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Joseph A. De Feo, Alexander Janssen, Brad Wood Ph.D

Joseph A. De Feo, Alexander Janssen, Brad Wood Ph.D’s default image

Health Care

How Do I Know Who the Benchmark Performer Is in My Industry?

Answer: Narrow your questions and search for the answer

Published: Thursday, May 5, 2011 - 05:00

This is one of the first questions that executives always ask me. Because it is a broad question, the answer is often challenging. I usually respond with a few examples that have been gathered in Juran Institute’s 20-year benchmarking practice database, such as Company A is this, and Company B is that. The executives then respond, “We are better than that company. Why are they the benchmark and not us?” Or, “Look what happened to them last year; their business tanked. Ours did not.” My response then is, “You have not tanked yet, but you will because you are not doing what the best do, and your customers do not look at you as the best.”

The benchmarks, or world class, or those that provide superior quality, are those companies, large or small, whose customers cite them as the best. Why? Because their business results are sustainable over time, and they continue to drive to new and better performance levels to stay ahead of the competition.

Why benchmark at all? After all, it is an old tool first made popular by Xerox during the 1980s. Our experience has convinced us that an organization benchmarks its competitors, or the best outside an industry, for three reasons:

1. The organization wants to improve performance but does not want to reinvent the wheel.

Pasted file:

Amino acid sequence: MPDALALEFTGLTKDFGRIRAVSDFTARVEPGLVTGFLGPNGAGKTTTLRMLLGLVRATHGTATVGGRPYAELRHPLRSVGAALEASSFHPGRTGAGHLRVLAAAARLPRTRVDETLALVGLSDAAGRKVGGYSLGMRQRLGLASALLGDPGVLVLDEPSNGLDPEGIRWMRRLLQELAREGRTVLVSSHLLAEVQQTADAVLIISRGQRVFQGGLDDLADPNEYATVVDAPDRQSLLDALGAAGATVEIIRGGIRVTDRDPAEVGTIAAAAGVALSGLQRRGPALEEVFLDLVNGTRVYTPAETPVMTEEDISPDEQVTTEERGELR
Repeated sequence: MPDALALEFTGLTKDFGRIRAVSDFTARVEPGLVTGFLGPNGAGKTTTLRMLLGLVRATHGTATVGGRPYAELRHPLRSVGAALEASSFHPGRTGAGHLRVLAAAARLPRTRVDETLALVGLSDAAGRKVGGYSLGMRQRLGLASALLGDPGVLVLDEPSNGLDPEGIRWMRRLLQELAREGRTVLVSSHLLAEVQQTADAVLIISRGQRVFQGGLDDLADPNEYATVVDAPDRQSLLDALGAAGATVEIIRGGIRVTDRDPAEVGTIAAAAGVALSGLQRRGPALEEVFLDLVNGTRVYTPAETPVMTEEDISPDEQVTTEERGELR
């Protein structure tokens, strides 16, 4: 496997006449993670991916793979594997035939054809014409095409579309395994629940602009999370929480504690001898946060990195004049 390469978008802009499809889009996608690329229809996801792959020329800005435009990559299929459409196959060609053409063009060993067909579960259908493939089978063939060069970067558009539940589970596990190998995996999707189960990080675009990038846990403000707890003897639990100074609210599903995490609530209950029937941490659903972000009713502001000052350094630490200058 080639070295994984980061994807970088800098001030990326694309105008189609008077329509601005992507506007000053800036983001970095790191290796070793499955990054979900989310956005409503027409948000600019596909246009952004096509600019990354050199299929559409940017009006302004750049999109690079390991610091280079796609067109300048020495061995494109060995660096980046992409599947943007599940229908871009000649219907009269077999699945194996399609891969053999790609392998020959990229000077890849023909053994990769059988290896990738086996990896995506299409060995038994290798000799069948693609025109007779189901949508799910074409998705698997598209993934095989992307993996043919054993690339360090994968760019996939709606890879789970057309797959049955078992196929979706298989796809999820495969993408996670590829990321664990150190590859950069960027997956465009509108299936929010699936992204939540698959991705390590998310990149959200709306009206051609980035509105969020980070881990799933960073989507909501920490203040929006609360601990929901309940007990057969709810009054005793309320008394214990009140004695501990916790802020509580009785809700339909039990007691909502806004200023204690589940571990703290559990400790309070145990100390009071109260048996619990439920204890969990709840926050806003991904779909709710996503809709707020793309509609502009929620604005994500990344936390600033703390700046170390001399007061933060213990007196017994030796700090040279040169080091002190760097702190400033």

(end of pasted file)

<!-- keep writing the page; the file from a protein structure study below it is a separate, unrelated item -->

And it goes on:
2. It is looking for a means to attain a new target of performance and wants proof it is doable.
3. To convince the leaders that others, like their competitors, are moving far beyond them, and so they need to move faster.

The concept of one individual observing how another performs a given task and then applying any learning to improve how the task is executed is one of the fundamental ways in which human beings learn and develop. In the context of business, learning from one’s competitors has also been in existence for as long as business has. However, the application of learning in a structured, methodical, legal, and ethical way is relatively new.

Benchmarking has evolved to become an essential element of the business performance-improvement tool kit, and is now frequently used by many organizations in a range of industries. But despite this, it remains one of the most widely misunderstood improvement tools. Executed correctly, benchmarking can provide a powerful focus for organizations, enabling the identification and achievement of excellence, based on the realities of the business environment.

Benchmarking and strategic planning